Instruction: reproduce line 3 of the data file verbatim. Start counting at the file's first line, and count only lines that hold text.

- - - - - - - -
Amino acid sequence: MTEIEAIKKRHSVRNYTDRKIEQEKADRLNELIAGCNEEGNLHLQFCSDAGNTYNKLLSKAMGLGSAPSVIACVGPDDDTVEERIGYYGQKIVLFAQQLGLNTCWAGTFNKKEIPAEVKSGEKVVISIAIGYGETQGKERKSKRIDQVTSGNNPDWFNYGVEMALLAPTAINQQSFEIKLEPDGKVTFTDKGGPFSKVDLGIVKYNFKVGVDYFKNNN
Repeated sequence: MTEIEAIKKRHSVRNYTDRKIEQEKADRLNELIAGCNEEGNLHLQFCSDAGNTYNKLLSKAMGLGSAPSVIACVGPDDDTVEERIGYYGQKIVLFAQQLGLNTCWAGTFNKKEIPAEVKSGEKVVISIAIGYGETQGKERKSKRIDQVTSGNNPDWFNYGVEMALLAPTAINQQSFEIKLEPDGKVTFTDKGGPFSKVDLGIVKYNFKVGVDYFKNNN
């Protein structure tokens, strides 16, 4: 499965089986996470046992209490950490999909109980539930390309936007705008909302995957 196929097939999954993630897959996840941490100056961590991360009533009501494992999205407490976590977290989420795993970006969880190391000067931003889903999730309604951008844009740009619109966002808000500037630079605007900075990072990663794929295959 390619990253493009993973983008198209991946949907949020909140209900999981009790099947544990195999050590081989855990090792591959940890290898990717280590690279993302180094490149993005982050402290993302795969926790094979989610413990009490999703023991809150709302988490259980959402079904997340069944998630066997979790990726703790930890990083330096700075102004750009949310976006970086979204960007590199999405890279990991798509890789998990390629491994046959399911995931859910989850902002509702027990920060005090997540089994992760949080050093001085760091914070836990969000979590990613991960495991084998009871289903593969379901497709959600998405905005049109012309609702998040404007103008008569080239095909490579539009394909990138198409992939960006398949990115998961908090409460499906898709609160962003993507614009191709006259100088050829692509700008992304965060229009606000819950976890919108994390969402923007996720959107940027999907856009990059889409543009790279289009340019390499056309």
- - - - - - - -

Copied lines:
């Protein structure tokens, strides 16, 4: 499965089986996470046992209490950490999909109980539930390309936007705008909302995957 196929097939999954993630897959996840941490100056961590991360009533009501494992999205407490976590977290989420795993970006969880190391000067931003889903999730309604951008844009740009619109966002808000500037630079605007900075990072990663794929295959 390619990253493009993973983008198209991946949907949020909140209900999981009790099947544990195999050590081989855990090792591959940890290898990717280590690279993302180094490149993005982050402290993302795969926790094979989610413990009490999703023991809150709302988490259980959402079904997340069944998630066997979790990726703790930890990083330096700075102004750009949310976006970086979204960007590199999405890279990991798509890789998990390629491994046959399911995931859910989850902002509702027990920060005090997540089994992760949080050093001085760091914070836990969000979590990613991960495991084998009871289903593969379901497709959600998405905005049109012309609702998040404007103008008569080239095909490579539009394909990138198409992939960006398949990115998961908090409460499906898709609160962003993507614009191709006259100088050829692509700008992304965060229009606000819950976890919108994390969402923007996720959107940027999907856009990059889409543009790279289009340019390499056309």